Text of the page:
The U.S. Food and Drug Administration (FDA) has approved seven medications that can help your patients quit for good:
- Five nicotine replacement therapies (NRT):
- transdermal patch*
- nasal spray†
- oral inhaler†
- Two non-nicotine medications:
- bupropion (Zyban, Wellbutrin)†
- varenicline (Chantix)†
* available over-the-counter (OTC) and covered by Medicaid with a fiscal order and some health insurance plans with prescription
Not all smokers can quit with single-drug therapy. Evidence exists that combination pharmacotherapy increases long-term abstinence rates relative to placebo treatments. Note: Varenicline should not be combined with any other smoking cessation medication.
- Combination long-acting + short-acting NRT:
- provides a stable baseline nicotine level from the sustained release transdermal patch with immediate release nicotine gum, lozenge, nasal spray or oral inhaler;
- may provide a therapeutic advantage by increasing nicotine concentrations to help prevent the onset of severe withdrawal symptoms;
- may be particularly effective in suppressing tobacco withdrawal symptoms and especially useful for highly dependent smokers or those with a history of severe withdrawal.
- Bupropion + long-acting transdermal patch:
- Monitored treatment with bupropion and an NRT patch is more effective in increasing long-term cessation abstinence than either medication alone.
Medicaid and FDA changes make it easier to prescribe safe and effective smoking cessation regimens for your patients:
- removed the two-course annual limit for smoking cessation medications, including combination pharmacotherapy; and
- removed prior authorization for prescribing cessation medication (except for brand-name products when generics are available).
- determined there are no significant safety concerns with prescribing combination nicotine replacement therapy (NRT) or using NRT even if a person is still smoking;
- determined it is safe in most cases to use NRT longer than the 8 to 12 weeks that label directions may state; and
- evaluated varenicline and bupropion and found the benefits outweigh the risks of using them for most people. As a result, FDA approved the removal of the boxed warning about potential neuropsychiatric side effects from the drug labels of both Chantix and Zyban when used for smoking cessation.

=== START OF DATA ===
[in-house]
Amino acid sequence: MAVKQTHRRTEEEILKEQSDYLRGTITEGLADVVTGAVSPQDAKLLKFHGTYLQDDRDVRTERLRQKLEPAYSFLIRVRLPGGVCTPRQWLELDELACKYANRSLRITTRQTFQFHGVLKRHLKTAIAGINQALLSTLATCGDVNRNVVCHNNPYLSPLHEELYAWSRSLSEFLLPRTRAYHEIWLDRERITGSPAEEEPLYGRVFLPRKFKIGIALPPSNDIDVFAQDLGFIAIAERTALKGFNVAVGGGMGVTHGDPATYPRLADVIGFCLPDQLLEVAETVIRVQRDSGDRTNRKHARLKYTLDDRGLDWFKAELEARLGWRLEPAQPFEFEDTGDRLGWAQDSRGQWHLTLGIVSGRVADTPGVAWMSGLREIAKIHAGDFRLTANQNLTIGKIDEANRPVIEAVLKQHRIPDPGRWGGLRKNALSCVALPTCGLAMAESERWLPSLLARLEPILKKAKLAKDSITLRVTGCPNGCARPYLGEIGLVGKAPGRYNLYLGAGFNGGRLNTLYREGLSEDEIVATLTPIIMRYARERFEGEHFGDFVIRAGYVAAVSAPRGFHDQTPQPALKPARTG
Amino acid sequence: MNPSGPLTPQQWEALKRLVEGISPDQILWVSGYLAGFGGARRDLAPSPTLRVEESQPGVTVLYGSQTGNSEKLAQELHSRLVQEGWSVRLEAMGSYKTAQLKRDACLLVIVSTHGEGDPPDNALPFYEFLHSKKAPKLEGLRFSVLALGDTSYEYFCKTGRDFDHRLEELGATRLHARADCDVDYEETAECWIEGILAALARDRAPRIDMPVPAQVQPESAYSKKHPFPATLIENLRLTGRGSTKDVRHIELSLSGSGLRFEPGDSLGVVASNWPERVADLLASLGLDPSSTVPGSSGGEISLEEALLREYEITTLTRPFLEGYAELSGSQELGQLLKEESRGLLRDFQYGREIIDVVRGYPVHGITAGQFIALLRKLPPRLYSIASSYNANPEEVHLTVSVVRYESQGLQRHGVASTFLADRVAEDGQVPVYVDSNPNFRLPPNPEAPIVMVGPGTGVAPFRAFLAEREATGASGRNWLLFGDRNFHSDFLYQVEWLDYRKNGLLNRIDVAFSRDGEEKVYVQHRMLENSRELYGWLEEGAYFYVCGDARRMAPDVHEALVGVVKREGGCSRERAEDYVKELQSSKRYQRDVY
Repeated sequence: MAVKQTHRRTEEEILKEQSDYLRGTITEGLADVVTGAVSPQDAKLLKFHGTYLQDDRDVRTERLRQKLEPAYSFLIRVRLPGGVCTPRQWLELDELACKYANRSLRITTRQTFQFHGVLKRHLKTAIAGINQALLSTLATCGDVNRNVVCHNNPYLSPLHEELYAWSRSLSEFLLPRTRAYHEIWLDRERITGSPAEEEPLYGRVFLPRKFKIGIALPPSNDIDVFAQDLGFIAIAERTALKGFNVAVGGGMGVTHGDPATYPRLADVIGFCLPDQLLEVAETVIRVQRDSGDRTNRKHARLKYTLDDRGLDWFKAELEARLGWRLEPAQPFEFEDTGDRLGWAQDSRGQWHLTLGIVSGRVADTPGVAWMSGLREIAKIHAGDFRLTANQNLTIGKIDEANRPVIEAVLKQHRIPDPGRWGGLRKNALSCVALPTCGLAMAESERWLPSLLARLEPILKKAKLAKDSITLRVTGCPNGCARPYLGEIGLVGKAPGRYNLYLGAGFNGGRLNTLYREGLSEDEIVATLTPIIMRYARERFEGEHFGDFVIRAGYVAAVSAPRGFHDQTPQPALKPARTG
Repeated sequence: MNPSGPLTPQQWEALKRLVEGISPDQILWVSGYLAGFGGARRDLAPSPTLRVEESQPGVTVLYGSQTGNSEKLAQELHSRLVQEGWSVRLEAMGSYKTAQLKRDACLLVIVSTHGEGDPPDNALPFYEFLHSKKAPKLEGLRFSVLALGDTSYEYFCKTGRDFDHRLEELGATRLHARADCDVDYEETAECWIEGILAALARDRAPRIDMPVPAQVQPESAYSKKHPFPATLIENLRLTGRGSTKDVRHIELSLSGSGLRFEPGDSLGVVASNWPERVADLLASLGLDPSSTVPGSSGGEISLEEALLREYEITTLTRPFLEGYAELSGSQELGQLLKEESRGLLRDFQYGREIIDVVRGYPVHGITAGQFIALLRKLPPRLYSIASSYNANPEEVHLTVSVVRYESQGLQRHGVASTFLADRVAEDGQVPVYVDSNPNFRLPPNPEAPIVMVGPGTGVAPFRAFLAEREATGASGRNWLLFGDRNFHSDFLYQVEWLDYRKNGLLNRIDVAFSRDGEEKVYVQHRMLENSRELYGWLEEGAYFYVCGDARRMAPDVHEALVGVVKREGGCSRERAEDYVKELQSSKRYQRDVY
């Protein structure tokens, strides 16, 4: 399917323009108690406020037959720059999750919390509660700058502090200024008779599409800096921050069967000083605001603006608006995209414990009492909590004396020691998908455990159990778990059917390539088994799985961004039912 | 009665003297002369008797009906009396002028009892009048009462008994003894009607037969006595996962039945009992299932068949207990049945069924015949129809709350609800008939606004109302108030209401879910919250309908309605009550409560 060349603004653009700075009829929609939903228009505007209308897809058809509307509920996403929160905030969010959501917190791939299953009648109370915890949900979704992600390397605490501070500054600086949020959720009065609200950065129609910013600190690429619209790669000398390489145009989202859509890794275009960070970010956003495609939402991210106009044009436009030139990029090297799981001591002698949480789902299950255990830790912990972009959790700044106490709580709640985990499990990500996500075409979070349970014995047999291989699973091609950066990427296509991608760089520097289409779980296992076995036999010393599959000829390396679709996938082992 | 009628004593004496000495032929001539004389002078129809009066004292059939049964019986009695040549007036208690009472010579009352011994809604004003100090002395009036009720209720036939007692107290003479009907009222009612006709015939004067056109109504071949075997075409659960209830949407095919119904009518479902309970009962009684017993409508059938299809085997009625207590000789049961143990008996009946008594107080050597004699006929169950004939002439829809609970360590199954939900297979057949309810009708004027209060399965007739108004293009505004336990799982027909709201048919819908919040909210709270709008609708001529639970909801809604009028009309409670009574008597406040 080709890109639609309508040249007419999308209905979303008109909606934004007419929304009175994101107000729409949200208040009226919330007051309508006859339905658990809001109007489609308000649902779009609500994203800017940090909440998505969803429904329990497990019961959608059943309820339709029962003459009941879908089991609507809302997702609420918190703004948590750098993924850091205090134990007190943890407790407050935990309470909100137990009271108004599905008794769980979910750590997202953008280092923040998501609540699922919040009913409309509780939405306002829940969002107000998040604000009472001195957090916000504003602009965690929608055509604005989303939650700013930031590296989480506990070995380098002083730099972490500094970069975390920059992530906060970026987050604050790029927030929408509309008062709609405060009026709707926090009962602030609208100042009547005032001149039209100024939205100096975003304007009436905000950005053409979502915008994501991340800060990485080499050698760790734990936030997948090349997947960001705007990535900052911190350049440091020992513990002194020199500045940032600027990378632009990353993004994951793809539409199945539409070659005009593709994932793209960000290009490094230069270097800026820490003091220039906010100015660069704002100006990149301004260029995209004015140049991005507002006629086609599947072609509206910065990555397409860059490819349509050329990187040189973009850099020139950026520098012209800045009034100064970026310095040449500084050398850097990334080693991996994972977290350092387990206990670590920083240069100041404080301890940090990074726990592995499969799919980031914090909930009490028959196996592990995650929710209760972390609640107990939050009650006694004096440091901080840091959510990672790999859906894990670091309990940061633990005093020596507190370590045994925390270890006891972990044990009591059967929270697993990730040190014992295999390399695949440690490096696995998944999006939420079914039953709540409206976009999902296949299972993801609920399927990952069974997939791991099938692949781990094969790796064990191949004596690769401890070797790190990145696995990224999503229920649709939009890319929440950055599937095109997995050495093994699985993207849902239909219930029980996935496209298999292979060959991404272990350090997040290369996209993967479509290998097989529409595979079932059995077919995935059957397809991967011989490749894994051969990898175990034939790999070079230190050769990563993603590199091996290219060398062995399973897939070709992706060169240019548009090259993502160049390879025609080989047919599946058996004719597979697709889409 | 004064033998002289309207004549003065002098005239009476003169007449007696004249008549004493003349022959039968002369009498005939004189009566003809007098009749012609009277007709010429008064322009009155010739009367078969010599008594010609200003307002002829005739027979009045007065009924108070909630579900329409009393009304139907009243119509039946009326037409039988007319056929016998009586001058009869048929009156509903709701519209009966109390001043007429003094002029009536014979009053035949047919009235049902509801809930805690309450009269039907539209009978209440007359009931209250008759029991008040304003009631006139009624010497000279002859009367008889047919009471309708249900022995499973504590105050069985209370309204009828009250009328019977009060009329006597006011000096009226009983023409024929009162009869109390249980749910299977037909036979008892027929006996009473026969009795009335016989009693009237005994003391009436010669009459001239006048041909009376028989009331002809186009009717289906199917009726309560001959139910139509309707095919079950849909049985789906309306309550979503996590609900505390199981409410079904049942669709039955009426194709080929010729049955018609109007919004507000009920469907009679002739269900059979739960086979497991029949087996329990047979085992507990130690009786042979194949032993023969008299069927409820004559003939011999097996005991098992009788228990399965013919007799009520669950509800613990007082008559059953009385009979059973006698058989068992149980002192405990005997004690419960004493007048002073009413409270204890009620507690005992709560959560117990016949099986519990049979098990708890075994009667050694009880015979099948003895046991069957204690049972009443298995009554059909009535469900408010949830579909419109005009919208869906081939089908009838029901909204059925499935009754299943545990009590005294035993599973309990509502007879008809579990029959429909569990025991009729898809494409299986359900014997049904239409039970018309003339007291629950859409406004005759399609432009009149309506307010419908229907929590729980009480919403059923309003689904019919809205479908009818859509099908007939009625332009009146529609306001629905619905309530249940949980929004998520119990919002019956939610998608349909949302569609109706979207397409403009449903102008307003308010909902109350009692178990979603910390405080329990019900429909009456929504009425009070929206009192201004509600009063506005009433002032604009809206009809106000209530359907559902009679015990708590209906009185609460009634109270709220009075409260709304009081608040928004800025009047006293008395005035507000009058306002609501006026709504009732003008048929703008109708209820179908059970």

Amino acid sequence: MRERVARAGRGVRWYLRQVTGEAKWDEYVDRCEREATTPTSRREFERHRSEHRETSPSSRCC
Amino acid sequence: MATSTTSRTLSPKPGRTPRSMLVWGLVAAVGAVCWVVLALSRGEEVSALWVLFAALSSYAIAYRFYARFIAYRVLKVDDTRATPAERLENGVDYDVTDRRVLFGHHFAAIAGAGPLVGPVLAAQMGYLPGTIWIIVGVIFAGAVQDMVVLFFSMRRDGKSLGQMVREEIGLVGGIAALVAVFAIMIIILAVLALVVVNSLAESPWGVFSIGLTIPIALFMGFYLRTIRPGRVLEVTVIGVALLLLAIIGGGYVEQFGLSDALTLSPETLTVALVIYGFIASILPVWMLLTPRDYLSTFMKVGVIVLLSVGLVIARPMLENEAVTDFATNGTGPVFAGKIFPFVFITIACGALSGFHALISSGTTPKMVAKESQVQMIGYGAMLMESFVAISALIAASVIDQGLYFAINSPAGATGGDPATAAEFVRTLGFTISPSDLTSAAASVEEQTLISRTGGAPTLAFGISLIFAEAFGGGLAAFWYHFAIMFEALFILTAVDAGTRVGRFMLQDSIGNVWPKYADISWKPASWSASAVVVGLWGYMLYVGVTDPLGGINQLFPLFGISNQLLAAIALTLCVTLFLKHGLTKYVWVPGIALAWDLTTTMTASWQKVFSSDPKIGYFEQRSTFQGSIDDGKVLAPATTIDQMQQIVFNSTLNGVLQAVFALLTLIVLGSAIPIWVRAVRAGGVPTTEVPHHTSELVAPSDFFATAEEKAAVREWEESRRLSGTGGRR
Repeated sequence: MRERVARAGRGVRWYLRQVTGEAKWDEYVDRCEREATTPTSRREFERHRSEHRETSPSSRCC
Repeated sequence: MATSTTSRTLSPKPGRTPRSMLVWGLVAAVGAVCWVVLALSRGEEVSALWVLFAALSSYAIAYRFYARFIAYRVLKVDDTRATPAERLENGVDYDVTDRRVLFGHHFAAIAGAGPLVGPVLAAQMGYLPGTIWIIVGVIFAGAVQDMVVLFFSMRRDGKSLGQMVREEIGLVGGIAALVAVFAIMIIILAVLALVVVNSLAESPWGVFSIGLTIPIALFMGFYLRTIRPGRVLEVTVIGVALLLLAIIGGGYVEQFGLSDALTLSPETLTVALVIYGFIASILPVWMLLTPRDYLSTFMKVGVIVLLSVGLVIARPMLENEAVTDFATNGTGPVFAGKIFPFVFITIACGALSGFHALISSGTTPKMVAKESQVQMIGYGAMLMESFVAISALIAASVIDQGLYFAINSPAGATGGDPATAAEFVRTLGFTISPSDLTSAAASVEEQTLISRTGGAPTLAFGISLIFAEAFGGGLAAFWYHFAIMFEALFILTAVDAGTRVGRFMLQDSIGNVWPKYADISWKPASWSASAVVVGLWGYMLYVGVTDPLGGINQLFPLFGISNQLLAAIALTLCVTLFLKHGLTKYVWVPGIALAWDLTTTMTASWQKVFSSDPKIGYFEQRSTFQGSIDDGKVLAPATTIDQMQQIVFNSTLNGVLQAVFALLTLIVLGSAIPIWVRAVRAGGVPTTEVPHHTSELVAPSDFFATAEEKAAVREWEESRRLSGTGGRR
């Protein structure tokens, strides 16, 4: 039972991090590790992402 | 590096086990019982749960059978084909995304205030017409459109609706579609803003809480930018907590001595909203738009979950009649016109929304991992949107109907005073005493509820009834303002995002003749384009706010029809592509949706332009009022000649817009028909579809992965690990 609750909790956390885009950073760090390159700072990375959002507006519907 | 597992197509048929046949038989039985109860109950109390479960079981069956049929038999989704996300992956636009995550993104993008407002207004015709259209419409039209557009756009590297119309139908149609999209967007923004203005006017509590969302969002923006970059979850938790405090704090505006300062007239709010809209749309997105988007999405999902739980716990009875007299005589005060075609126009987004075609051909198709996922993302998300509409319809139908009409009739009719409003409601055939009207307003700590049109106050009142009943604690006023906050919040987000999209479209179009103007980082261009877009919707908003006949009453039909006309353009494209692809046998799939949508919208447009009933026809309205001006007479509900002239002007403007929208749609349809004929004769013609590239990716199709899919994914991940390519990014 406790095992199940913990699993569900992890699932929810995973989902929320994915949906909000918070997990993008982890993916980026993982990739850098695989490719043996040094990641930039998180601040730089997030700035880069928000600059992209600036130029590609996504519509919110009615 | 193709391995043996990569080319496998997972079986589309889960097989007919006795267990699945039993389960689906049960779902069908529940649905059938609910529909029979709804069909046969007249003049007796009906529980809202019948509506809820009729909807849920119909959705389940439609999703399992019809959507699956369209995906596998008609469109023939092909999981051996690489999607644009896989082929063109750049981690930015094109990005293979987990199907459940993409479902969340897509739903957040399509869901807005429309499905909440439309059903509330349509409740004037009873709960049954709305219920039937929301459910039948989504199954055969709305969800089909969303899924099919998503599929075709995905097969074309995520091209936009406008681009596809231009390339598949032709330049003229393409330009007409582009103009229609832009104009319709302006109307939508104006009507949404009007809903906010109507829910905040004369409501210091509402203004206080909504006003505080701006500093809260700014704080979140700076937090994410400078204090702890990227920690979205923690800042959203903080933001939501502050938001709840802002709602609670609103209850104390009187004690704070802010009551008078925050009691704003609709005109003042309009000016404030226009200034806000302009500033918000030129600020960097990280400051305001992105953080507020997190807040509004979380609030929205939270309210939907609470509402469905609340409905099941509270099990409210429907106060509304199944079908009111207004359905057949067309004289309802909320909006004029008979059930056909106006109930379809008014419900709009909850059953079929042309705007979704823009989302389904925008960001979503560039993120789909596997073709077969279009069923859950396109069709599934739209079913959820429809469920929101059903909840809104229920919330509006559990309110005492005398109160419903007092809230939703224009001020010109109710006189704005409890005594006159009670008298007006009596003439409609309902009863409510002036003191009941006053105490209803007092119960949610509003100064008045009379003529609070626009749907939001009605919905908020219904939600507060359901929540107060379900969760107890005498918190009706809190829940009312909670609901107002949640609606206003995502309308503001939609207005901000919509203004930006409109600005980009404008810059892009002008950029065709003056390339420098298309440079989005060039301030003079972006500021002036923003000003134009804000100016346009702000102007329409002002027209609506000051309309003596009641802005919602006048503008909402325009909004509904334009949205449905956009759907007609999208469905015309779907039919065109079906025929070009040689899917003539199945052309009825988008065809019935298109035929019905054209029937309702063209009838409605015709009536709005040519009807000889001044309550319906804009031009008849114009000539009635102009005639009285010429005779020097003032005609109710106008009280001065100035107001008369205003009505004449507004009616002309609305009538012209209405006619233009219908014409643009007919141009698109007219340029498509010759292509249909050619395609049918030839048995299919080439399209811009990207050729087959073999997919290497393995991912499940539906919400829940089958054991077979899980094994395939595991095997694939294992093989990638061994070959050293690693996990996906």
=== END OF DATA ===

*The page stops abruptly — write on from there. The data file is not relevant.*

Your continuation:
Are E-Cigarettes a Quit Smoking Aid?
E-cigarettes are not an FDA-approved smoking cessation medication. The FDA classifies e-cigarettes as a tobacco product, just like the cigarettes, cigars, smokeless tobacco, and other tobacco products you advise and assist your patients in quitting.
The seven FDA-approved smoking cessation products are regulated by the FDA Center for Drug Evaluation and Research (CDER). New drugs must be evaluated and approved by the FDA before they can be sold and marketed in the U.S. This process aims to ensure that over-the-counter and prescription drugs are safe and effective and that their benefits outweigh any known associated risks.
E-cigarettes, on the other hand, are regulated by the FDA Center for Tobacco Products (CTP). Although the FDA has had broad regulatory authority over e‐cigarettes since 2016, it currently conducts little oversight of the products. In addition, unlike combustible cigarettes, there is no unit standardization for the devices or of the nicotine content and other ingredients contained in e-cigarette liquids (e-liquids).
In 2018, the National Academies of Sciences, Engineering, and Medicine (NASEM) published a report, Public Health Consequences of E-Cigarettes. NASEM found conclusive evidence that completely substituting e-cigarettes for combustible tobacco cigarettes reduces users' exposure to numerous toxicants and carcinogens present in combustible tobacco cigarettes. However, NASEM also concluded there is insufficient evidence from randomized controlled trials about the effectiveness of e-cigarettes as cessation aids compared with no treatment or to FDA–approved smoking cessation treatments.
The U.S. Preventive Services Task Force concludes that the current evidence is insufficient to recommend e-cigarettes for tobacco cessation in adults, including pregnant women. The USPSTF recommends that clinicians provide patients who smoke tobacco with the effective and safe cessation interventions identified in the U.S. Public Health Service Treating Tobacco Use and Dependence: 2008 Update—Clinical Practice Guidelines.
Research is underway to evaluate what utility, if any, e-cigarettes may have in helping people quit smoking. Should evidence support the use of e-cigarettes in cessation, manufacturers must submit the product to the FDA as a new drug to be evaluated, and the e-cigarette must be FDA-approved before it can be marketed and sold as a pharmaceutical for smoking cessation.
For More Information
Fiore MC, Jaén CR, Baker TB, et al. Treating Tobacco Use and Dependence: 2008 Update—Clinical Practice Guidelines. Rockville (MD): U.S. Department of Health and Human Services, Public Health Service, Agency for Healthcare Research and Quality, 2008